Teaching without a textbook

A benefit of being here at Stanford for a long time is to see how teaching evolves.  Back when I started it seemed like everyone taught from a textbook.  Today approximately 40% of the courses being offered at the law school do not require a text and I predict that percentage will only increase. 

My own course, Advanced Legal Research, does not require a textbook.  We (I co-teach with Erika Wayne) are very fond of several books, and we were going to assign Murray and DeSanctis’s Legal Research Methods (it’s very good – great explanation of Boolean, useful “Practice Pointers,” and more) but I just couldn’t bring myself to make our students buy a slim, paperback book with a “Suggested Retail Price” of $67.00.  If the book was $ 19.99 or less, we probably would have required it.  But $ 67?  That’s just too expensive in my mind.    So instead we search the Web for relevant readings and find great material in places like the Legal Scholarship Network and throughout the Free Web.

This entry was posted in casebooks, Free Resources, Law schools by Paul Lomio. Bookmark the permalink.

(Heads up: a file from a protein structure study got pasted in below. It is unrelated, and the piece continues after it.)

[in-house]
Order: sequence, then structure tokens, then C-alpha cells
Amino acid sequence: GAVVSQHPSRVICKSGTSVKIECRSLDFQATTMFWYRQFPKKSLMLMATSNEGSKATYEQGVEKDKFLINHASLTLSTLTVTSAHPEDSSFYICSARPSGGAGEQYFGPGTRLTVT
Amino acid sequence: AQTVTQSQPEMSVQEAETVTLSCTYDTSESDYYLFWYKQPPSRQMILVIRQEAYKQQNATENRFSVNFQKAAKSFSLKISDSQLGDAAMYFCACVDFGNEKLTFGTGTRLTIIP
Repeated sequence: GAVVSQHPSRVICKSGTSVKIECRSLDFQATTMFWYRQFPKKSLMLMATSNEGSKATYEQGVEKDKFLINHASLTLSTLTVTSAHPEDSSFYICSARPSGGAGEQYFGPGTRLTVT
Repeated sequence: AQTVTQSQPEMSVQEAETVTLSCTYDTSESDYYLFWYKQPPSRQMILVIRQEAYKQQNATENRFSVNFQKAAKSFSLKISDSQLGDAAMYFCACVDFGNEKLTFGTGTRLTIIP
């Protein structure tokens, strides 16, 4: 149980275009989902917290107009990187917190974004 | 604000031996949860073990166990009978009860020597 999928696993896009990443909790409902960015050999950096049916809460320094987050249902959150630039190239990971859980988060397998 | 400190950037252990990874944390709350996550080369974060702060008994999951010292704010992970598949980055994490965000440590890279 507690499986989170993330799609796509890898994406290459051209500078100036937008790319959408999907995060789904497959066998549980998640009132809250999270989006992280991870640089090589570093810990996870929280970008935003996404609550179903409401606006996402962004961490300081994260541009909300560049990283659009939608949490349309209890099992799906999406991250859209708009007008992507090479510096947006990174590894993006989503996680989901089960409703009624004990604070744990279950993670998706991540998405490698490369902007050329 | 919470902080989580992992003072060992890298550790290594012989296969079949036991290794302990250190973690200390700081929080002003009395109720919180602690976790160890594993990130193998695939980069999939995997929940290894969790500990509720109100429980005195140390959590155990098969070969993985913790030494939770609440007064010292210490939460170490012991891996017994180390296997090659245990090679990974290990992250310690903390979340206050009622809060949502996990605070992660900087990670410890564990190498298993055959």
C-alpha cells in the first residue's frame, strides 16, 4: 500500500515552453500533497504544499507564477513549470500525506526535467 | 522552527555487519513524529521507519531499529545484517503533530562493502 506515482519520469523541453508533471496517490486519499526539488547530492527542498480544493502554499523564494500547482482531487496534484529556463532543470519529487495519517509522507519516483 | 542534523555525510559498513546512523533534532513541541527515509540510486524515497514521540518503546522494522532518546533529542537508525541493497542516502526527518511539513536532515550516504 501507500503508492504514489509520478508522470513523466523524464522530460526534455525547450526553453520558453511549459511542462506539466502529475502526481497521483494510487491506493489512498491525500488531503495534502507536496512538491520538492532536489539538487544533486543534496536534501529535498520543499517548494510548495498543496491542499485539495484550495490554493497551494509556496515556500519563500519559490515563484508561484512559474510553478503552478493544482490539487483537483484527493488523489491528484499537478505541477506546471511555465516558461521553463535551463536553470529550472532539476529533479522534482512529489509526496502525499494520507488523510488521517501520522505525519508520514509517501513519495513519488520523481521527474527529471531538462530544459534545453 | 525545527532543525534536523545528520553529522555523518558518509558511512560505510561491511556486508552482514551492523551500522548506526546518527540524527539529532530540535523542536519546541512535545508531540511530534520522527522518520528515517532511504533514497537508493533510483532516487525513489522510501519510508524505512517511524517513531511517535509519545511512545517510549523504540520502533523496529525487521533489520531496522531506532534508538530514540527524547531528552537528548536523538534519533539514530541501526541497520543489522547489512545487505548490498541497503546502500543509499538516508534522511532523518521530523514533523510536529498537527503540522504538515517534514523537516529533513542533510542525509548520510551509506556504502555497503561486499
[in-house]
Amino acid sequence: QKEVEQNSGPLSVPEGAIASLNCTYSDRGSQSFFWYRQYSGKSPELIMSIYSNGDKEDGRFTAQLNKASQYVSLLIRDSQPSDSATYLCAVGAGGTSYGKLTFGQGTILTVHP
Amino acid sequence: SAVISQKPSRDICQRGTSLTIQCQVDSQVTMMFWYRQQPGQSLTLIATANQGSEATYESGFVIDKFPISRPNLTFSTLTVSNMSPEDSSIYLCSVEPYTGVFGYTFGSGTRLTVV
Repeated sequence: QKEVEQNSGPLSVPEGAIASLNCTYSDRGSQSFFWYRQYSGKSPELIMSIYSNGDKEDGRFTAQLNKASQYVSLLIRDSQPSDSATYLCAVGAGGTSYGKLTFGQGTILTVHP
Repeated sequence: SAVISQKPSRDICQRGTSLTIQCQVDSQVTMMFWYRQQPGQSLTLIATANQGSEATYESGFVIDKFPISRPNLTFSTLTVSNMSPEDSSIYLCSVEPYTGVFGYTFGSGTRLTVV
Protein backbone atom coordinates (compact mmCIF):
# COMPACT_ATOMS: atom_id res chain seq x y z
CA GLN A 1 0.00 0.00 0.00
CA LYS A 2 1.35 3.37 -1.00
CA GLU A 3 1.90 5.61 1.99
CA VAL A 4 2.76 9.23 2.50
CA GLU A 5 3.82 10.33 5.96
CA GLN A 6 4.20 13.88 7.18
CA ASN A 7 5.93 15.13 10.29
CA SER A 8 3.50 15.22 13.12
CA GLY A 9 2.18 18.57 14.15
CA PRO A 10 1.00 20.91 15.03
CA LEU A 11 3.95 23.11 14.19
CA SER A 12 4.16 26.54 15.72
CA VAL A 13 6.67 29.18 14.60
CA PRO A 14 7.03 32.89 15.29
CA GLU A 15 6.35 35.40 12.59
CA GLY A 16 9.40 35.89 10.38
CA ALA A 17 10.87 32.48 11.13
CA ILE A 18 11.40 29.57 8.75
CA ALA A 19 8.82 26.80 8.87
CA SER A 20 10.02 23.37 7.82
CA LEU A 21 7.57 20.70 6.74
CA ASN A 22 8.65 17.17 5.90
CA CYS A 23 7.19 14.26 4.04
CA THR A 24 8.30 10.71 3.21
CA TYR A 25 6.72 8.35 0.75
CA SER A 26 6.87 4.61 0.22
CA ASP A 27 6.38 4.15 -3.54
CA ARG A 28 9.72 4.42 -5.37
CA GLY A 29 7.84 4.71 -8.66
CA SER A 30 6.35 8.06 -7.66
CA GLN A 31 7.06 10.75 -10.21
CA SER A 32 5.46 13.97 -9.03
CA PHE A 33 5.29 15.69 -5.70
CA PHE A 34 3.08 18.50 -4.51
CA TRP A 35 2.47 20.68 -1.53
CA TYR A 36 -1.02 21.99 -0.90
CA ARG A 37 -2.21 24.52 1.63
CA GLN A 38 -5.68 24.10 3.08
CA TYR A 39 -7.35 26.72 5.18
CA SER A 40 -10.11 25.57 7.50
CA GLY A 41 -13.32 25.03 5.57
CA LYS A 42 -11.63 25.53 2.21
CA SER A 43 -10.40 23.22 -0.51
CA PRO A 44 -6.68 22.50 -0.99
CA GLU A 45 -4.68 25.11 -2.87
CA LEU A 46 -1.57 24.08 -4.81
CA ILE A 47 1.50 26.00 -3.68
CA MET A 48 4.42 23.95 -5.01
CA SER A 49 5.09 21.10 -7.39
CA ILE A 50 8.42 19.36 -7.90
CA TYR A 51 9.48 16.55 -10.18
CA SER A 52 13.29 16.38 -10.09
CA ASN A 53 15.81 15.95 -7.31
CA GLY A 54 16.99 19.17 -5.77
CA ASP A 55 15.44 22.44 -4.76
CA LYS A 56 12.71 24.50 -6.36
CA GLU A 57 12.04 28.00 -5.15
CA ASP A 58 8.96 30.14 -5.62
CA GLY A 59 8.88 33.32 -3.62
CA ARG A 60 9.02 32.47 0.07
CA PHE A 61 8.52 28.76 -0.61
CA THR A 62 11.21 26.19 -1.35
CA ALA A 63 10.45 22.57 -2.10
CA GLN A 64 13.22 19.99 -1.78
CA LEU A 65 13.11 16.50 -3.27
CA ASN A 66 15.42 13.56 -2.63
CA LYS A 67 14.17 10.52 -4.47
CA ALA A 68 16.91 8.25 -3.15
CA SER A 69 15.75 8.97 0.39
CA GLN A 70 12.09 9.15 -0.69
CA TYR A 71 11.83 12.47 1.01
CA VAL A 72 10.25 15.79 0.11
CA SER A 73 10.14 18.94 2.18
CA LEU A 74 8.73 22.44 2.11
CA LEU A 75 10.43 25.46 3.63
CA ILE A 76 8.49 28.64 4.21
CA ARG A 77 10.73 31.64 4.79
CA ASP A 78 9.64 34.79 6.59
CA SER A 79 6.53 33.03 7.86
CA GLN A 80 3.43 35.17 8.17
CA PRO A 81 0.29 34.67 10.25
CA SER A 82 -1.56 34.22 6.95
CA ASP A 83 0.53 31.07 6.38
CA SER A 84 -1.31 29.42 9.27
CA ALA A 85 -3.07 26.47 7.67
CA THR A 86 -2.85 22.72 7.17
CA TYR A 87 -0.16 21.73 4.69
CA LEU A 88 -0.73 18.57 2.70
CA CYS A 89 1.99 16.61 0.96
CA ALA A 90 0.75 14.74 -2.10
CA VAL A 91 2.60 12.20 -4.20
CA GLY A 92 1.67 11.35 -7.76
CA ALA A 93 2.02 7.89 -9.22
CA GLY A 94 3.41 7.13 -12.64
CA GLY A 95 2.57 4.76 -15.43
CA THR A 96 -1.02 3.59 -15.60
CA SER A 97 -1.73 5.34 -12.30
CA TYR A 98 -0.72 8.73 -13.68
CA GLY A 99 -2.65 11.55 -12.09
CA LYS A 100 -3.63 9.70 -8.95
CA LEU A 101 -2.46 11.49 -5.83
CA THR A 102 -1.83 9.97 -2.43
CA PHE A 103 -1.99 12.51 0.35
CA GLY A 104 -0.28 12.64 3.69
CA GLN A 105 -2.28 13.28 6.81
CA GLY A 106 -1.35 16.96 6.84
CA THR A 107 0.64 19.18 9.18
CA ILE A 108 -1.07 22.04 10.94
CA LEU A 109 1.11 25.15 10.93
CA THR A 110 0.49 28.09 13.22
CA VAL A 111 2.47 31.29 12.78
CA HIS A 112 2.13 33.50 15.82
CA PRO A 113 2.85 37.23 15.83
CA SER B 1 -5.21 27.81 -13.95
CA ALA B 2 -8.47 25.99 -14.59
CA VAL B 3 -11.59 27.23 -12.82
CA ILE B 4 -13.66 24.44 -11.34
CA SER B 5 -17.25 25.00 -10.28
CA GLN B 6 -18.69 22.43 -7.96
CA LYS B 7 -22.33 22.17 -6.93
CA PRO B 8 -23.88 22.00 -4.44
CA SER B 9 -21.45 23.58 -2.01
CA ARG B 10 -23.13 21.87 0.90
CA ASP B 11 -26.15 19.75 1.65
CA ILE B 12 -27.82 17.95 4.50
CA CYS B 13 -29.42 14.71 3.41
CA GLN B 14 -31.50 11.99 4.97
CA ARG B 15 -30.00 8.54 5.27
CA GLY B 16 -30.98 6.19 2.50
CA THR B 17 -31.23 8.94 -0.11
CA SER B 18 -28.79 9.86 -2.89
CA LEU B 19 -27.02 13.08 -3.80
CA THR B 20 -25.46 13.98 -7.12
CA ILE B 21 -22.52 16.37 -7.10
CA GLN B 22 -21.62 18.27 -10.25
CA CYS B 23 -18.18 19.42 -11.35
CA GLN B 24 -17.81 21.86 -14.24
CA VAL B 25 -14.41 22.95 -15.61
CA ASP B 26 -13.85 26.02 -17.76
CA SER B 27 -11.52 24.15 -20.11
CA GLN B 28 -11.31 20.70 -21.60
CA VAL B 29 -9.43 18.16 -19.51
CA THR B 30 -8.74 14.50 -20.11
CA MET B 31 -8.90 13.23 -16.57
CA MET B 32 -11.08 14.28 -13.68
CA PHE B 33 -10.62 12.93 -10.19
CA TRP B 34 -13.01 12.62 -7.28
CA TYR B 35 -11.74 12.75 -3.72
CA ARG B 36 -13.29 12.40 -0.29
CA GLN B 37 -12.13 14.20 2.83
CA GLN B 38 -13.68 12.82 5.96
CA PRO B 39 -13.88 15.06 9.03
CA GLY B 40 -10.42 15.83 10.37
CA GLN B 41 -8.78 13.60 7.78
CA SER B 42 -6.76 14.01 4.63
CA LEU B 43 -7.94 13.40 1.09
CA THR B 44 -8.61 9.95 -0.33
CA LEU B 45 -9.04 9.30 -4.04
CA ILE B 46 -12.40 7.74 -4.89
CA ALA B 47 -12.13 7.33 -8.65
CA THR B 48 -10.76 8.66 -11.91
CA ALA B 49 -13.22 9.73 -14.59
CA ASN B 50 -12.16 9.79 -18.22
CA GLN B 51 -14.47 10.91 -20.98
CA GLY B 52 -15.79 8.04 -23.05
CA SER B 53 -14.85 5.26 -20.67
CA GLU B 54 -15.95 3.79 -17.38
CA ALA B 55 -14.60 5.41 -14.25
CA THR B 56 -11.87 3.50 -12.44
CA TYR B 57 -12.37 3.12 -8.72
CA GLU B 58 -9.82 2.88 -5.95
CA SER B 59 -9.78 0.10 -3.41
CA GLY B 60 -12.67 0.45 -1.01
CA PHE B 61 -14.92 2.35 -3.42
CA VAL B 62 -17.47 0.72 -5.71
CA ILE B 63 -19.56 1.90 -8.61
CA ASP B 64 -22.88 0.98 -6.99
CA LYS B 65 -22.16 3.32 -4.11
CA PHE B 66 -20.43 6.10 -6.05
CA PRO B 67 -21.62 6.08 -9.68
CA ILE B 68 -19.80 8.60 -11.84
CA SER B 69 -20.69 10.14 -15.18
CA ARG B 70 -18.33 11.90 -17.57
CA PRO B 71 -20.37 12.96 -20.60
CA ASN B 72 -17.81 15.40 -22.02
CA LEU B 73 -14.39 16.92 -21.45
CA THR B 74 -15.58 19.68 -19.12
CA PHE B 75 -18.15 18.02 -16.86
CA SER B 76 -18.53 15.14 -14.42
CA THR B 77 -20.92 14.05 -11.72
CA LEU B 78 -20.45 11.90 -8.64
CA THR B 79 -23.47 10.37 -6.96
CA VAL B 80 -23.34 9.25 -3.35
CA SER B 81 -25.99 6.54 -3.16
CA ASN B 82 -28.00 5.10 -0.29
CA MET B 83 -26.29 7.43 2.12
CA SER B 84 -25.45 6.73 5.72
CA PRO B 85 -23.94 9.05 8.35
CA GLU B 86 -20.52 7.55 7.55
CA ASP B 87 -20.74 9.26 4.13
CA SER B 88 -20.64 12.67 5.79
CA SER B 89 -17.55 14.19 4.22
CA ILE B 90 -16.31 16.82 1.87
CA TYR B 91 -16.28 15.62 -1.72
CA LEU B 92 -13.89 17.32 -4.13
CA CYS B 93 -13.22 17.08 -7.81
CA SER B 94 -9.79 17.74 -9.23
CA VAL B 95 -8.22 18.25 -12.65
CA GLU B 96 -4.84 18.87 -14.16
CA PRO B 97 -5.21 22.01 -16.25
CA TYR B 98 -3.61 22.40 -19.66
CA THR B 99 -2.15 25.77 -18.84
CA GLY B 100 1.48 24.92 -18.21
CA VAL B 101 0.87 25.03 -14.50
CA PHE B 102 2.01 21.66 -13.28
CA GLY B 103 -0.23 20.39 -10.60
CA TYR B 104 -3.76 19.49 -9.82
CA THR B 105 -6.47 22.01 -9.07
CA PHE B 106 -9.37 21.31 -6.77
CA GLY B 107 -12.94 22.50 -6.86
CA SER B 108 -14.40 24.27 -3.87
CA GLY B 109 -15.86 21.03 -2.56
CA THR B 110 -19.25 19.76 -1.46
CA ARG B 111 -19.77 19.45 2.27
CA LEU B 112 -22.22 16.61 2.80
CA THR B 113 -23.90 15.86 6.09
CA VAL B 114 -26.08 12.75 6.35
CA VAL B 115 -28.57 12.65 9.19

About Paul Lomio

Paul is library director and lecturer at law at Stanford Law School. He has a J.D. from Gonzaga Law School, an LL.M. from the University of Washington, and a M.L.I.S. from the Catholic University of America. He is the author (with Henrik Spang-Hanssen) of Legal Research Methods in the U.S. and Europe. He also likes to ride his bicycle.

1 thought on “Teaching without a textbook

  1. It’s just as well you won’t be relying on the Legal Research Methods text. The chapter “Researching Federal Regulatory and Administrative Law” devotes a paragraph to the CIS Federal Register Index, asserting that it is still published. It ceased publication in 1998. The chapter also fails to mention the e-CFR or Regulations.gov. I haven’t read the book’s other chapters, but these problems make me think Legal Research Methods is not a good choice for an advanced legal research text.

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